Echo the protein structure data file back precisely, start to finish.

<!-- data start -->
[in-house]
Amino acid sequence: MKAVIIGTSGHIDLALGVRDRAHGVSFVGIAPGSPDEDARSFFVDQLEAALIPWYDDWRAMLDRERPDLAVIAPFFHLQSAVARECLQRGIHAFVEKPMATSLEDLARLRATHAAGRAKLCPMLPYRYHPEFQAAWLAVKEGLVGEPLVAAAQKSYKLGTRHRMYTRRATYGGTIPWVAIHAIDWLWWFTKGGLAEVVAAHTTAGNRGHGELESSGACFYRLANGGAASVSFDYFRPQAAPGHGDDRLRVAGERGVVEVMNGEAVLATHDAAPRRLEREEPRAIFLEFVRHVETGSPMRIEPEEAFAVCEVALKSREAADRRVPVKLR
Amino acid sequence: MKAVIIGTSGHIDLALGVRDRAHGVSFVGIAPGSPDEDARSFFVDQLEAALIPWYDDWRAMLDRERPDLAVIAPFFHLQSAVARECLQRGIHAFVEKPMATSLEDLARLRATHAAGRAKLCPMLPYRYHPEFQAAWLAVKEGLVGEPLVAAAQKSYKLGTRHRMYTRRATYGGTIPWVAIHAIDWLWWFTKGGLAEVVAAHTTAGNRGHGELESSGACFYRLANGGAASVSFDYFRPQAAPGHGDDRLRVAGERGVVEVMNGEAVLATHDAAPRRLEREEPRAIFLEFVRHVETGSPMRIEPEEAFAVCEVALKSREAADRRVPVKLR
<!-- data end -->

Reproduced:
[in-house]
Amino acid sequence: MKAVIIGTSGHIDLALGVRDRAHGVSFVGIAPGSPDEDARSFFVDQLEAALIPWYDDWRAMLDRERPDLAVIAPFFHLQSAVARECLQRGIHAFVEKPMATSLEDLARLRATHAAGRAKLCPMLPYRYHPEFQAAWLAVKEGLVGEPLVAAAQKSYKLGTRHRMYTRRATYGGTIPWVAIHAIDWLWWFTKGGLAEVVAAHTTAGNRGHGELESSGACFYRLANGGAASVSFDYFRPQAAPGHGDDRLRVAGERGVVEVMNGEAVLATHDAAPRRLEREEPRAIFLEFVRHVETGSPMRIEPEEAFAVCEVALKSREAADRRVPVKLR
Amino acid sequence: MKAVIIGTSGHIDLALGVRDRAHGVSFVGIAPGSPDEDARSFFVDQLEAALIPWYDDWRAMLDRERPDLAVIAPFFHLQSAVARECLQRGIHAFVEKPMATSLEDLARLRATHAAGRAKLCPMLPYRYHPEFQAAWLAVKEGLVGEPLVAAAQKSYKLGTRHRMYTRRATYGGTIPWVAIHAIDWLWWFTKGGLAEVVAAHTTAGNRGHGELESSGACFYRLANGGAASVSFDYFRPQAAPGHGDDRLRVAGERGVVEVMNGEAVLATHDAAPRRLEREEPRAIFLEFVRHVETGSPMRIEPEEAFAVCEVALKSREAADRRVPVKLR